* Former Manhattan Assemblywoman Gabriela Rosa gets a year in jail for purchasing a sham marriage to gain citizenship. The “for citizenship” part is what got her, because lots of politicians are in sham marriages. [Journal News]

    * Judge Frank Easterbrook thinks that the new proposed length limit for appellate briefs is too short. Verbose litigators everywhere, rejoice. [How Appealing]

    * I thought “spoofing” was bad for the market, but Matt Levine says cracking down on spoofing “helps” high-frequency traders, who I also think are bad for the market. You know why I’m not an SEC lawyer? Prosecuting people based on them being “bad” becomes untenable when everybody involved is rich. [Bloomberg View]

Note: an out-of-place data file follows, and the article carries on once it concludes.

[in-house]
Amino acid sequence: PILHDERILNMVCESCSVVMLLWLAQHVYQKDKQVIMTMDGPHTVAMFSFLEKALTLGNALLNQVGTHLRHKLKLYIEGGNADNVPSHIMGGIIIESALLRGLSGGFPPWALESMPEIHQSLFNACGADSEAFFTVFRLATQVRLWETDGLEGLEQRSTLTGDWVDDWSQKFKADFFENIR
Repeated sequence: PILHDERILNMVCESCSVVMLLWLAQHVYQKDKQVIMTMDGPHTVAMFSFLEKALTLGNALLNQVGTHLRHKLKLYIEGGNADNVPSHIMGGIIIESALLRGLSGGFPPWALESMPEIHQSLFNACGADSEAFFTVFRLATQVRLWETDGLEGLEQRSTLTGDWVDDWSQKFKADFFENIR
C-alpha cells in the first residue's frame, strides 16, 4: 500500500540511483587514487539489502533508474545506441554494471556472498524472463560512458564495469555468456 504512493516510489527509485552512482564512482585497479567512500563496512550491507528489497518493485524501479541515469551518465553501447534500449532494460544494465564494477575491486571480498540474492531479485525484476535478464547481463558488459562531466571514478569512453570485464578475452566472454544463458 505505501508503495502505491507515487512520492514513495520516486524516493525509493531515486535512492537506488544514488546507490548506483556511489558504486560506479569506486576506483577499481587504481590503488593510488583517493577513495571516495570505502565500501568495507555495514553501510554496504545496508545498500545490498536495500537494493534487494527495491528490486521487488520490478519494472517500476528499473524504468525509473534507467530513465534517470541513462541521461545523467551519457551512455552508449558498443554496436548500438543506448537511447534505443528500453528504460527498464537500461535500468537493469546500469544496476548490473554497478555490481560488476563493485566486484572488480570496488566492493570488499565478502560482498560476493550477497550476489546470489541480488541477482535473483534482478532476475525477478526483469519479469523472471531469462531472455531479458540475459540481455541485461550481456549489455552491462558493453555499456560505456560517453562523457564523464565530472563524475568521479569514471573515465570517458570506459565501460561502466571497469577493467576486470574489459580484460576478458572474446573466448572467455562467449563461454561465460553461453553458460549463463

24 Comments / / Oct 3, 2014 at 4:04 PM
  • 800px-SCOTUSbuilding_1st_Street_SE-RF

    Mergers and Acquisitions, SCOTUS, Securities and Exchange Commission, Securities Law

    Upcoming Supreme Court Securities Cases

    As the Supreme Court begins its 2014-15 term this month, it will be considering a number of securities cases, including the Omnicare case, which is scheduled for oral argument on November 3rd, and three other cases in which petitions for certiorari are currently pending before the Court. As discussed below, these cases raise significant questions concerning the standards for claims under Section 11 of the Securities Act of 1933, prosecution of insider trading, and the scope of disgorgement penalties in an SEC enforcement action. We also discuss IndyMac, another securities case that had been scheduled to be heard as the first case of the new term on October 6th, but was abruptly dismissed by the Court earlier this week.